Action News in Iraq (2004)

March 17, 2008 11:26:56 AM PDT
I'll never forget the day the second war in Iraq broke out in 2003. All of the media was stationed in neighboring Kuwait and all day some of us had been hearing rumors that something was going to happen that night. There were rumors of a surprise attack before the set deadline for the war to begin. Well, it most certainly did.

In the media carousel above, watch various reports from Action News reporter Dann Cuellar in Iraq in 2004.

But our network, ABC was caught off guard.

They cut to local news not realizing what was about to unfold. Our editors were also unprepared for the networks sudden cut to local news since they had assumed they had pre-empted local news.

Anchorman Jim Gardner scrambled to get to the news set. I know this may sound difficult to understand but a news cast had not been prepared.

Jim's only option at that point was to cut to me live in Kuwait and have me explain what was going on.

I didn't realize what was happening back in Philadelphia but I began to put two and two together when Jim Gardner continued asking me questions for what seemed almost half the show.

And I will never forget the morning in Kuwait when Saddam Hussein decided to retaliate.

It was early on a Sunday morning and I was in the ABC News compound on the top floor of the Sheraton hotel in Kuwait City. There were large glass windows behind the editor's desk and there was a lot of busy chatter in the room. But then, I saw a flash of light in the sky - brighter than the light of day - followed by a boom.

I noticed that people hadn't noticed and continued what they were doing. But since I covered the first war in Iraq back in '91, I realized a patriot missile had just intercepted a scud above us.

I yelled - scud!! Scud!! And people scrambled for their gas masks. Some people ran for the bunker downstairs in the basement, other's including me, Photographer Bob McCune, and Producer Brian Smith ran for our camera position on the roof. We all had our gas masks and chemical suits on.

We contacted our office in Philadelphia where they as yet had no idea what was going on half a world away - that Kuwait - was under attack. We ended up being the only local station on the air from Kuwait giving a play by play of the attacks, scuds could be heard in the back ground, most of them intercepted successfully by the Patriot Missile System.

It would turn out to be a very long day for us with little sleep and no food because the locals had fled for safer terrain in Saudi Arabia.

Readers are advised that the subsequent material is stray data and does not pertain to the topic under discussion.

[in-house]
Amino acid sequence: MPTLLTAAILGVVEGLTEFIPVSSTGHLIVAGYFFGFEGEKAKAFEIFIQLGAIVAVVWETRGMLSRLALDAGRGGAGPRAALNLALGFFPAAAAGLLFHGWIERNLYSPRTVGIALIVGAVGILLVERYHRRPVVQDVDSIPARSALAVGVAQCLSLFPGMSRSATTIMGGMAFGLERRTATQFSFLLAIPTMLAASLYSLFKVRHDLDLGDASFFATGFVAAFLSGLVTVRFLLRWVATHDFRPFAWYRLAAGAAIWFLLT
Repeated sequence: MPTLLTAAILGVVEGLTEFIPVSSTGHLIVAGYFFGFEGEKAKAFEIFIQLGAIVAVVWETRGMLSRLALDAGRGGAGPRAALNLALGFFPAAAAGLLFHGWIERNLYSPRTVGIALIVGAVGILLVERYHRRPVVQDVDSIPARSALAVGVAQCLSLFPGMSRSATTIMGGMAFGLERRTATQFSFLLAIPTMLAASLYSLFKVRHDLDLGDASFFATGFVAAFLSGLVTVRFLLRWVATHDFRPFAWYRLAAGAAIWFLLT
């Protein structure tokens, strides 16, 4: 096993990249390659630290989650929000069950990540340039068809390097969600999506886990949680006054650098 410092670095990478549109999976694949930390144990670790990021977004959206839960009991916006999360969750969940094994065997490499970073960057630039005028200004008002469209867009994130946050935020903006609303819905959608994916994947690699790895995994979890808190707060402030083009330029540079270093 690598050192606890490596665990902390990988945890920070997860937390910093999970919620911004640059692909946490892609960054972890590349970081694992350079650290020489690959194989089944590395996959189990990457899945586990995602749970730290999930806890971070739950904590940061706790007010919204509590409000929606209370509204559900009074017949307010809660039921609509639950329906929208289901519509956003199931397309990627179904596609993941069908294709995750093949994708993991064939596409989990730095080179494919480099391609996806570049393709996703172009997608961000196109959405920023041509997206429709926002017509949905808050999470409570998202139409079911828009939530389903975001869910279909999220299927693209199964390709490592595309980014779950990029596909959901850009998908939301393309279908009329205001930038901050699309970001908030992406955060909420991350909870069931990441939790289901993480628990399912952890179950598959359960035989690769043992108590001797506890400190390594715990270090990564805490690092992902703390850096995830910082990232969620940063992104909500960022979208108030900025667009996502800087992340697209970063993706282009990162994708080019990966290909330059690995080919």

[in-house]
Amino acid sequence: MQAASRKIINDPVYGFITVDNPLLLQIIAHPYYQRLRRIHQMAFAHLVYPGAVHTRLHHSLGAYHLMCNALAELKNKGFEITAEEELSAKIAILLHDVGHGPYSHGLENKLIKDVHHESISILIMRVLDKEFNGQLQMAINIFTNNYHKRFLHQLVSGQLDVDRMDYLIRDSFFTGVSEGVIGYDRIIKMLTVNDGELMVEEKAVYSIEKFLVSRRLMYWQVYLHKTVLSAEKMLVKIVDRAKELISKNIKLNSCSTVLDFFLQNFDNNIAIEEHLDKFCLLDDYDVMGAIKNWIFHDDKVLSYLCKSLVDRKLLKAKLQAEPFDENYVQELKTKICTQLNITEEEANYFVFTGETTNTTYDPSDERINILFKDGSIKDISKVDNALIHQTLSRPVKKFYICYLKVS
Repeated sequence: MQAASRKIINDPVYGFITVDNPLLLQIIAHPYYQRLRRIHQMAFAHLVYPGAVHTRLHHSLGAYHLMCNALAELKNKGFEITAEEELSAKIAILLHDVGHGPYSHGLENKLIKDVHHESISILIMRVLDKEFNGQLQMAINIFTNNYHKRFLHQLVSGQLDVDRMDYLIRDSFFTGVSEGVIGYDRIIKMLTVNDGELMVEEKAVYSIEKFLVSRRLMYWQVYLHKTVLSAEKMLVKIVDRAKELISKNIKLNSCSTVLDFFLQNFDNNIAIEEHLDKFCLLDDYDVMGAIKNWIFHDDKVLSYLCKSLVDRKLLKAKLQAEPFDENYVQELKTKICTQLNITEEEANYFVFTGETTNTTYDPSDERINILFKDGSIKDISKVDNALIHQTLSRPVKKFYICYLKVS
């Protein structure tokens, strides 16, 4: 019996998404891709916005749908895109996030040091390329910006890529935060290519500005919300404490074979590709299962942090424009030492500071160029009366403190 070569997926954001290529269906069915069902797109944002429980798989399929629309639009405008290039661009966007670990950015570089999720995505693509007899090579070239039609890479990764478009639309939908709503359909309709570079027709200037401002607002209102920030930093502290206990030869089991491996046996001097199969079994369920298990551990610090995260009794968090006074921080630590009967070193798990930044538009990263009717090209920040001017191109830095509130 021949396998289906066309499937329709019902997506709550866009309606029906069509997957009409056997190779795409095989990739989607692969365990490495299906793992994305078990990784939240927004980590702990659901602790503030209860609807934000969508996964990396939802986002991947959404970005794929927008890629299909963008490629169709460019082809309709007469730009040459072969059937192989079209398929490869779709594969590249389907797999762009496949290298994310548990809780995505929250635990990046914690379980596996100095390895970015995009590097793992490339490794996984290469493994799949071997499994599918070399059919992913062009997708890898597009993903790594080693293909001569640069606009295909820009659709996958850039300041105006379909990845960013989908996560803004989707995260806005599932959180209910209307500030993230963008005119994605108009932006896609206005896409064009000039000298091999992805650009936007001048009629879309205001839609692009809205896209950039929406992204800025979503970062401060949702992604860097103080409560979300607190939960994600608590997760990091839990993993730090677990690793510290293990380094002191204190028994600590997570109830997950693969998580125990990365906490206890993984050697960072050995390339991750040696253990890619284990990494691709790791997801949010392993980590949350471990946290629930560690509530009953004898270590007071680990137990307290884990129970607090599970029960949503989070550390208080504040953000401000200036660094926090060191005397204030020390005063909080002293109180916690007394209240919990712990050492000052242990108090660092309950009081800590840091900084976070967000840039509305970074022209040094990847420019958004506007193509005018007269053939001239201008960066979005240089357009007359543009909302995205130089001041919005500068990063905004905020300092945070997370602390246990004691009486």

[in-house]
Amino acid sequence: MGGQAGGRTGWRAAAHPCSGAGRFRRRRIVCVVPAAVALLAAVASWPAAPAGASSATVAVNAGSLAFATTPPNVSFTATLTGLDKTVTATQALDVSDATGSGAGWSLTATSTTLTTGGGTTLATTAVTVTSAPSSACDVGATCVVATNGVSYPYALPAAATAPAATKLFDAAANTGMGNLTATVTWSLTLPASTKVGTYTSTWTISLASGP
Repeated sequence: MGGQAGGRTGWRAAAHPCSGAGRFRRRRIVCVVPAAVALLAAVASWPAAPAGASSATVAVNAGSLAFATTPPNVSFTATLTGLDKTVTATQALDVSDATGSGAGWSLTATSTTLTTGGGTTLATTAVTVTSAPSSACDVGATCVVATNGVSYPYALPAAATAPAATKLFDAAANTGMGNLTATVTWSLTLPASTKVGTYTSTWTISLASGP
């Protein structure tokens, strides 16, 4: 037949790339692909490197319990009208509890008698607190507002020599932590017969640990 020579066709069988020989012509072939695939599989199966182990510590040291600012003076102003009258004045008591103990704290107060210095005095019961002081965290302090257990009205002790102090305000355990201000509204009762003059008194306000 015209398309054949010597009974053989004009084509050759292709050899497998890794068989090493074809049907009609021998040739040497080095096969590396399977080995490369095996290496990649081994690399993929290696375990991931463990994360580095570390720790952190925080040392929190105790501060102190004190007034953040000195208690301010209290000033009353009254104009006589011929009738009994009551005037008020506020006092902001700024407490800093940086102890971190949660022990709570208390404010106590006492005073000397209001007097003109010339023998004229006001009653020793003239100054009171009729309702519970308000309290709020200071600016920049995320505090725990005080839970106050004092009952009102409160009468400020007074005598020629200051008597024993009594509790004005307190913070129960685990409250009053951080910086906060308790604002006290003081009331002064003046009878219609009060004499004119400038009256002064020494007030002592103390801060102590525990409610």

We were living on candy bars and sodas from the vending machines. Despite all the training we had had over the years for being in a war zone in a potential chemical warfare environment, it was so strange to see everyone walking around wearing gas masks and chemical suits with their cameras. The entire scene was surreal.

Of course, we were there to focus on men and women from our area. It was a very rewarding experience telling their stories to their families and others back home.

On a visit to Saddam's hometown in Tikrit, we stayed in one of Saddam's palaces, but first I want to tell you about the adventure of flying into Iraq.

We flew in a Navy cargo prop plane. Believe me; it was interesting if not harrowing flying into Iraq.

Because of concerns that insurgents would attempt to shoot us out of the sky, the pilots would fly erratically at various altitudes. And without warning they would dive to the levels of the cliff's that served as cover. Although we understood why they were doing this, it was very un-nerving.


In Tikrit, we stayed in a compound surrounded by a highly re-enforced wall which encased 27 palaces. The palaces were for Saddam and his minion's and even his mistresses. When I went into the main palace, I commented that I don't think there's any marble left in the world because Saddam had used it all. I mean, even the walls were made of marble, it was incredible. I have never seen so much marble, it was just room after room. And yet just outside the compound, people were living in poverty.

One day, we decided to travel to the town Of Samara about 20 miles south of Tikrit. You may have heard of it. I would soon learn what people meant when they say, 'they were so unnerved, the hair on the back of their neck stood.'

When we walk through the streets of Samarra, people scurried to close their doors and windows as of they were expecting a skirmish to break out.

You could feel the tension.

The Kevlar helmet and bullet proof vests did little to ease the un-easiness. I actually felt the hair on the back of my neck stand. It is something that has never happen to me before. I finally realized the old saying was not just a metaphor.

And then I understood how our men and women over there dealt with such fear on a daily basis.

They would joke around to break the tension. Laughter and light revelry can be the best antidote for being in an environment like that.

Never mind that we were right in the middle of the Sunni Triangle, and yet, I couldn't think of anywhere else I'd rather be at the time.

Let me just say that I have been humbled by the courage of our brave men and women over there. Someone once said to me, "for our freedom and yours".

Well, there cause is ours and our prayers and hopes should go out to them no matter how one feels about the situation in Iraq.